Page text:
March 23, 2012
By Michael Dotsey, Wenli Li and Fang Yang
This paper incorporates home production into a dynamic general equilibrium model of overlapping generations with endogenous retirement to study Social Security reforms. As such, the model differentiates both consumption goods and labor effort according to their respective roles in home production and market activities. Using a calibrated model, we find that eliminating the current pay-as-you-go Social Security system has important implications for both labor supply and consumption decisions and that these decisions are influenced by the presence of a home production technology. Comparing our benchmark economy to one with differentiated goods but no home production, we find that eliminating Social Security benefits generates larger welfare gains in the presence of home production. This result is due to the self insurance aspects generated by the presence of home production. Comparing our economy to a one-good economy without home production, we show that the welfare gains of eliminating Social Security are magnified even further. These policy analyses suggest the importance of modeling home production and distinguishing between both time use and consumption goods depending on whether they are involved in market or home production.
This is by far not the first time home production is used, but usually it is added to a model to explain some quirk in the data. Here, it matters in very fundamental ways. It gives the households more options (and margins) in their life-cycle choices, and thereby eliminates the need for the retirement portion of Social Security. Of course, this may be associated with important transition costs, which may or may not wipe out the long-run benefits of this reform.
March 15, 2012
By Markus Brunnermeier, Thomas Eisenbach and Yuliy Sannikov
This article surveys the macroeconomic implications of financial frictions. Financial frictions lead to persistence and when combined with illiquidity to non-linear amplification effects. Risk is endogenous and liquidity spirals cause financial instability. Increasing margins further restrict leverage and exacerbate downturns. A demand for liquid assets and a role for money emerges. The market outcome is generically not even constrained efficient and the issuance of government debt can lead to a Pareto improvement. While financial institutions can mitigate frictions, they introduce additional fragility and through their erratic money creation harm price stability.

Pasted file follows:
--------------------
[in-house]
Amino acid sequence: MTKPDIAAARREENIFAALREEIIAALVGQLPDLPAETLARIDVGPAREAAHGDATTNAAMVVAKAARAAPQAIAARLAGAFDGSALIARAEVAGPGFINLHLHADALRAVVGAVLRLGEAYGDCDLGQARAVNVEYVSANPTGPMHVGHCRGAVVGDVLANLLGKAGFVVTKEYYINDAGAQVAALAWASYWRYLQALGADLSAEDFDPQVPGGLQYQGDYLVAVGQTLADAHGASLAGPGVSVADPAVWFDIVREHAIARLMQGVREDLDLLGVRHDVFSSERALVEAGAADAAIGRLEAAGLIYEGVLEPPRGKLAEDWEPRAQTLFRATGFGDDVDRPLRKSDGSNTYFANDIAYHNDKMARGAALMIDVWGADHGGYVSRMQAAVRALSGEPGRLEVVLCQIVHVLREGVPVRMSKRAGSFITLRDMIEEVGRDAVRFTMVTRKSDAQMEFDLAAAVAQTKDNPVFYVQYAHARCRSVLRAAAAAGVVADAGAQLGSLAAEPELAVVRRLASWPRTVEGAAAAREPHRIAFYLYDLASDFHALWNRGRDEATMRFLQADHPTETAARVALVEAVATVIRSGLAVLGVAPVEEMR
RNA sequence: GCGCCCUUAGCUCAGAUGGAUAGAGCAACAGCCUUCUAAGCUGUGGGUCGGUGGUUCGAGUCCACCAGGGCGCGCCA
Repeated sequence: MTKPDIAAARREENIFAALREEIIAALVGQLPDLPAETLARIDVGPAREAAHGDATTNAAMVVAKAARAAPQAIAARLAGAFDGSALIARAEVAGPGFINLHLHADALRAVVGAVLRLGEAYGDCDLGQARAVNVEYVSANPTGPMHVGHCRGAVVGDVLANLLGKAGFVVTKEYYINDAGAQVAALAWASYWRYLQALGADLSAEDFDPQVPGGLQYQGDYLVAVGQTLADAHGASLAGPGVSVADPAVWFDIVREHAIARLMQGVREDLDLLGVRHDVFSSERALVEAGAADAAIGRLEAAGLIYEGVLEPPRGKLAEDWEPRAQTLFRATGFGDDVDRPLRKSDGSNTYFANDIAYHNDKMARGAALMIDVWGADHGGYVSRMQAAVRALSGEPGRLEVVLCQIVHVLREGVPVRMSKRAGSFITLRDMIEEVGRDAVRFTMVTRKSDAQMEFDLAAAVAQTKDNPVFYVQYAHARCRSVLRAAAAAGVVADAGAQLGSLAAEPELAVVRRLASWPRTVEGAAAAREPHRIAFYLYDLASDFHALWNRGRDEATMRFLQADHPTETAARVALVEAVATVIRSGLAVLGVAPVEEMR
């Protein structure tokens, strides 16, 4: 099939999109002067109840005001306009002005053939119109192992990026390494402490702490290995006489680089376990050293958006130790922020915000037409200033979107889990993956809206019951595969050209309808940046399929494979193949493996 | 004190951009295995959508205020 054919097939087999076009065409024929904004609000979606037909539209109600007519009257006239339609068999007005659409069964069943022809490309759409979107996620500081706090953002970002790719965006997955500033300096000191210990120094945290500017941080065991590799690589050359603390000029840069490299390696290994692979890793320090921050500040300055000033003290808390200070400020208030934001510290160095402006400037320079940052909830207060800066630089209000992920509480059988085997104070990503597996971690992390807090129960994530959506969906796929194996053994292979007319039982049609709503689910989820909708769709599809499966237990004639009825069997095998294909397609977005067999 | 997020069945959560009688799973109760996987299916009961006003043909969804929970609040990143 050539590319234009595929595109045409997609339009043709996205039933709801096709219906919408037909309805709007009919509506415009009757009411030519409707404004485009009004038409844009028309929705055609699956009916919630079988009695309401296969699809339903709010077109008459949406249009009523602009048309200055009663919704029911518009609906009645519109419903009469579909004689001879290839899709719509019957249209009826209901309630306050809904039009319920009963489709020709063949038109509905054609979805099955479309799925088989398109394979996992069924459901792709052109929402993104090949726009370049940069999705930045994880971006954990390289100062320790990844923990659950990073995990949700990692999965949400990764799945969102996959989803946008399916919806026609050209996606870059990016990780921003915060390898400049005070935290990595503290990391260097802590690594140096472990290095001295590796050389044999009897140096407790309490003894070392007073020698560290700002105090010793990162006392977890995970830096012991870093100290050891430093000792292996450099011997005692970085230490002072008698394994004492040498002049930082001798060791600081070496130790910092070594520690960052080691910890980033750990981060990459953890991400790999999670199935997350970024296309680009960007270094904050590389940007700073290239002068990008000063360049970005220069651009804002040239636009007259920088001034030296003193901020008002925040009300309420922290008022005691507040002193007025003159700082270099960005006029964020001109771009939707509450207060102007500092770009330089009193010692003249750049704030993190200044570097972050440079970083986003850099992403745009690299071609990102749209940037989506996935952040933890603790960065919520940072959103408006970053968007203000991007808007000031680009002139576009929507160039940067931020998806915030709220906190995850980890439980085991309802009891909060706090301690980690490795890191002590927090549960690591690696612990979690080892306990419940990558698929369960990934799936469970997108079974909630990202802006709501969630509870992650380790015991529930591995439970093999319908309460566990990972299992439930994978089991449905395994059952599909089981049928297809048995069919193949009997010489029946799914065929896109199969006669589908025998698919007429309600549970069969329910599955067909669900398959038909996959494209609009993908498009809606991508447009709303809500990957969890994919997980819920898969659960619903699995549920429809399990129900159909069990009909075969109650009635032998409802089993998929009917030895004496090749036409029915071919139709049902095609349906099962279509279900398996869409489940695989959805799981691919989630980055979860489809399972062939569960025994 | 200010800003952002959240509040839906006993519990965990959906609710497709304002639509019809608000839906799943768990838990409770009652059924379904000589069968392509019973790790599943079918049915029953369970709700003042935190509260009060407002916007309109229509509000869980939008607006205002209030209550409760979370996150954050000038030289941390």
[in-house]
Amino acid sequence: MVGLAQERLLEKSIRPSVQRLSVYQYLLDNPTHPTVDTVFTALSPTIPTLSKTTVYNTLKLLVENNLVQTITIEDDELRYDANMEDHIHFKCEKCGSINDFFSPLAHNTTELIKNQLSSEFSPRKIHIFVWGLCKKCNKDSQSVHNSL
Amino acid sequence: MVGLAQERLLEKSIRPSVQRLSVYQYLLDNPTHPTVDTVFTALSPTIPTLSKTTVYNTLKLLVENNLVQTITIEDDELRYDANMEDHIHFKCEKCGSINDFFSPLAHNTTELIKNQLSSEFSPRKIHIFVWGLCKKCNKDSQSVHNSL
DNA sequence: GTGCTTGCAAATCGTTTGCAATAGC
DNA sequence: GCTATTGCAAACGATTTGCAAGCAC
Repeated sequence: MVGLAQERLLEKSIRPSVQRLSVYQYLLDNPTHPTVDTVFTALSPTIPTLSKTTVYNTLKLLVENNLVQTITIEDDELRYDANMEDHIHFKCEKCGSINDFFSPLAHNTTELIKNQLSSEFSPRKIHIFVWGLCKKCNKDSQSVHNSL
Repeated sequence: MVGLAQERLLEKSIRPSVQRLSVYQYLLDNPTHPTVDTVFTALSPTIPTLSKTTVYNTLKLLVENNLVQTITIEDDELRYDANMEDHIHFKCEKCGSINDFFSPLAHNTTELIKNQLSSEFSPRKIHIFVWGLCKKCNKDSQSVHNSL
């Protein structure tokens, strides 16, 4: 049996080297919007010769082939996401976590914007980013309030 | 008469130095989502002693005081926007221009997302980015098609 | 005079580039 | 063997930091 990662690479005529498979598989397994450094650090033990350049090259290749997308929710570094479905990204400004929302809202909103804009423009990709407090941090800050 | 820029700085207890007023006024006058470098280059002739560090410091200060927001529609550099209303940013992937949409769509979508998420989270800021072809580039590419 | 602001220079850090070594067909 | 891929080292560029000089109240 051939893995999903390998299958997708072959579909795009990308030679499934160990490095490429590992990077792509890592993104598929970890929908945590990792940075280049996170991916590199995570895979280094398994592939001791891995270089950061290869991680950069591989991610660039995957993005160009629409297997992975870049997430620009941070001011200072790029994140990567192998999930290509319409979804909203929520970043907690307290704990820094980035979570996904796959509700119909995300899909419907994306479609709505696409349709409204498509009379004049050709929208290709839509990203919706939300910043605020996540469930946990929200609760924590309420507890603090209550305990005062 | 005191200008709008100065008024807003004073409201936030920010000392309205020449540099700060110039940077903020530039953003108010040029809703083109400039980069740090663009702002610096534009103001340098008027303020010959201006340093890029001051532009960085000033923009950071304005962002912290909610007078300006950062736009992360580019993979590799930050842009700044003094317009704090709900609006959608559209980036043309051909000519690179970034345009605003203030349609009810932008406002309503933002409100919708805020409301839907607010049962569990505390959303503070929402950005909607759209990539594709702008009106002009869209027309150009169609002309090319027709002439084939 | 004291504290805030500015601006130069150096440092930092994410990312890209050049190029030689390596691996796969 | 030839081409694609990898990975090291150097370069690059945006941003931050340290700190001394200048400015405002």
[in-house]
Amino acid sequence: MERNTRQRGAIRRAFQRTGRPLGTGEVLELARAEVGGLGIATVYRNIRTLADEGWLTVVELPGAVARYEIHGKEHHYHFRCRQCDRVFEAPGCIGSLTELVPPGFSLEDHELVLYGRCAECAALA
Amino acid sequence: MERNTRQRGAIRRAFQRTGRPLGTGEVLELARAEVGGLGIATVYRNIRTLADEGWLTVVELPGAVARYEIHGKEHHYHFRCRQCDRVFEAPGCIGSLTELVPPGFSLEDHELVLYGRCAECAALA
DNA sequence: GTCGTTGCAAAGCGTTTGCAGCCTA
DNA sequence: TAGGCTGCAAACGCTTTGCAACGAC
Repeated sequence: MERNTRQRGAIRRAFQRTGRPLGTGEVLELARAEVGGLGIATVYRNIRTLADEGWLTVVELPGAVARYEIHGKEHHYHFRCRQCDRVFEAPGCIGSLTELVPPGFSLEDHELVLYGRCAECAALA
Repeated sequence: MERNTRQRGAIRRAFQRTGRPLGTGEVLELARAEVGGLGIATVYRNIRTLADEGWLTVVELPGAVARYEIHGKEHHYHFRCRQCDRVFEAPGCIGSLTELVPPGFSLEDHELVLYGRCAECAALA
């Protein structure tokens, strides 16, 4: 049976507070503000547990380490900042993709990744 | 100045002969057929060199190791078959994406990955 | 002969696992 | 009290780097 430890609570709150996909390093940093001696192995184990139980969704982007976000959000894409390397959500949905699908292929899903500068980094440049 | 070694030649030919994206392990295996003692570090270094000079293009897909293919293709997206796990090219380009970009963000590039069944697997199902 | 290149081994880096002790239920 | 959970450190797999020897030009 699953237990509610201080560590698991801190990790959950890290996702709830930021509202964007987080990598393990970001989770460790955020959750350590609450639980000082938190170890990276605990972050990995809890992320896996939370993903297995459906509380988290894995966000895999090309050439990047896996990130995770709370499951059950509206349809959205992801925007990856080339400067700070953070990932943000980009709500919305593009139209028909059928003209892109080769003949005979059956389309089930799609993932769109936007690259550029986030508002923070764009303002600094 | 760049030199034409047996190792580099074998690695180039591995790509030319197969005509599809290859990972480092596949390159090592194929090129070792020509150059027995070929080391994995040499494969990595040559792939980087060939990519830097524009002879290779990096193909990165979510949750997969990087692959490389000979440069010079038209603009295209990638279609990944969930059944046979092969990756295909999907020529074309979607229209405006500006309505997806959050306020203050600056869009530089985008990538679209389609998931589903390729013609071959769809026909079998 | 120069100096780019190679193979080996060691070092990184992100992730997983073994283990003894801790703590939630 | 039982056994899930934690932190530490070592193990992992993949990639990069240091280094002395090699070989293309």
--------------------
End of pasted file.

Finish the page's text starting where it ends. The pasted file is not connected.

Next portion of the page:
This a paper is a long read, 100 pages. Yet, it should be a required reading for anybody arguing that macroeconomics has been ignoring financial frictions or the financial sector in general. I have highlighted a few recent papers here, but this survey also looks at older ones and puts them all into context.
March 9, 2012
By Carlos Carrillo-Tudela and Eric Smith
We construct a simple equilibrium search model in which workers accumulate information about previously met employment contacts. We term the latter search capital. Here search capital (partially) insures workers against adverse shocks. The model provides a theory of job-to-job transitions that are associated with voluntary or involuntary mobility and with wage rises or wage cuts. It also shows why low wage and younger workers are associated with a higher probability of becoming unemployed.
Nice paper that takes into account an important aspect of the network aspect of job search. I guess the next step is to include in this capital “acquaintances,” that is, former colleagues who can recommend you.